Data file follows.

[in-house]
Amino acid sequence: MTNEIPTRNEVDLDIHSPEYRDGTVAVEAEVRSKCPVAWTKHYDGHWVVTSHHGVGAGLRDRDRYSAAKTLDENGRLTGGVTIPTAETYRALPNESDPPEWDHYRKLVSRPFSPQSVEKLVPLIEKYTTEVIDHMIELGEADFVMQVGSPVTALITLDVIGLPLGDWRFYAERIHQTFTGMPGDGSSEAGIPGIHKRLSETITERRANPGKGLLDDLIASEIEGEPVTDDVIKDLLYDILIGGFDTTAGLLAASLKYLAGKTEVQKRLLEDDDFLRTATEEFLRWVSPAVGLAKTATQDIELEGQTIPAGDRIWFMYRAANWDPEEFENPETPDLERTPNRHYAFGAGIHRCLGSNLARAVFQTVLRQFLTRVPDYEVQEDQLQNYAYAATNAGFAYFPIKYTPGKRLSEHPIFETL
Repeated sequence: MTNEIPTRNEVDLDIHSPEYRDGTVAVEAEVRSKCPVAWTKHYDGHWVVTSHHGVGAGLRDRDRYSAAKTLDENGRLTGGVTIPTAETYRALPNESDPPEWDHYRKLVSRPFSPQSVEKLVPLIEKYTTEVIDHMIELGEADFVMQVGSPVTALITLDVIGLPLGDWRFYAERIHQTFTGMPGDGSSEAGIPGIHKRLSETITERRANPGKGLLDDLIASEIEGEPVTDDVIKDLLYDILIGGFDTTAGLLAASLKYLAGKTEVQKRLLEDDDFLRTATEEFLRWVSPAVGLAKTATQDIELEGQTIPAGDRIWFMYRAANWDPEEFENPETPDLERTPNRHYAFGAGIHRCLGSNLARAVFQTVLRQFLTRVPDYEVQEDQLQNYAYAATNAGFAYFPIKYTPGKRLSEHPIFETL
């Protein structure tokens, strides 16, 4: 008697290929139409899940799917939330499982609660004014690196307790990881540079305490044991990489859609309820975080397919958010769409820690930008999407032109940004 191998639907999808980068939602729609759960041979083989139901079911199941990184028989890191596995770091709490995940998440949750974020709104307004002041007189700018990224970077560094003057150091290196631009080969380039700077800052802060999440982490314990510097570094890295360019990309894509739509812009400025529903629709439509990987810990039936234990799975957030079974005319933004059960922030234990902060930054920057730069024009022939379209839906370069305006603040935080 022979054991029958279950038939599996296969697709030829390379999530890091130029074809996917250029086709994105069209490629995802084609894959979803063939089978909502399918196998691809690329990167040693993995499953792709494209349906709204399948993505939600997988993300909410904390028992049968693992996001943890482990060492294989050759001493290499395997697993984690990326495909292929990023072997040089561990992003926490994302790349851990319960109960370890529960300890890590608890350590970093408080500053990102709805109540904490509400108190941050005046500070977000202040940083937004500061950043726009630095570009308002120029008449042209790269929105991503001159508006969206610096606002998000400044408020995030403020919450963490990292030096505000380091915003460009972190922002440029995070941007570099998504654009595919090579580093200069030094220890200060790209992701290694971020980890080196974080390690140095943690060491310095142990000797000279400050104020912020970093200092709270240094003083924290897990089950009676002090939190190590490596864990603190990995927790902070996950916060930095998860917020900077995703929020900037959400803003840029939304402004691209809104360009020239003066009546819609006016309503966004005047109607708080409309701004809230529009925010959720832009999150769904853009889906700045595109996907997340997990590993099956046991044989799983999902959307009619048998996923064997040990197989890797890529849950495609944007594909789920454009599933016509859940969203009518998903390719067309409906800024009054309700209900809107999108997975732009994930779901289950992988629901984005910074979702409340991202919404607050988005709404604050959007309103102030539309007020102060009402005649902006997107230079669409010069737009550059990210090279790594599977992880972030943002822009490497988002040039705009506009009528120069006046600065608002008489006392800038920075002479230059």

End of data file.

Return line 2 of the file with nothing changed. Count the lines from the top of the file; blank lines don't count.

Amino acid sequence: MTNEIPTRNEVDLDIHSPEYRDGTVAVEAEVRSKCPVAWTKHYDGHWVVTSHHGVGAGLRDRDRYSAAKTLDENGRLTGGVTIPTAETYRALPNESDPPEWDHYRKLVSRPFSPQSVEKLVPLIEKYTTEVIDHMIELGEADFVMQVGSPVTALITLDVIGLPLGDWRFYAERIHQTFTGMPGDGSSEAGIPGIHKRLSETITERRANPGKGLLDDLIASEIEGEPVTDDVIKDLLYDILIGGFDTTAGLLAASLKYLAGKTEVQKRLLEDDDFLRTATEEFLRWVSPAVGLAKTATQDIELEGQTIPAGDRIWFMYRAANWDPEEFENPETPDLERTPNRHYAFGAGIHRCLGSNLARAVFQTVLRQFLTRVPDYEVQEDQLQNYAYAATNAGFAYFPIKYTPGKRLSEHPIFETL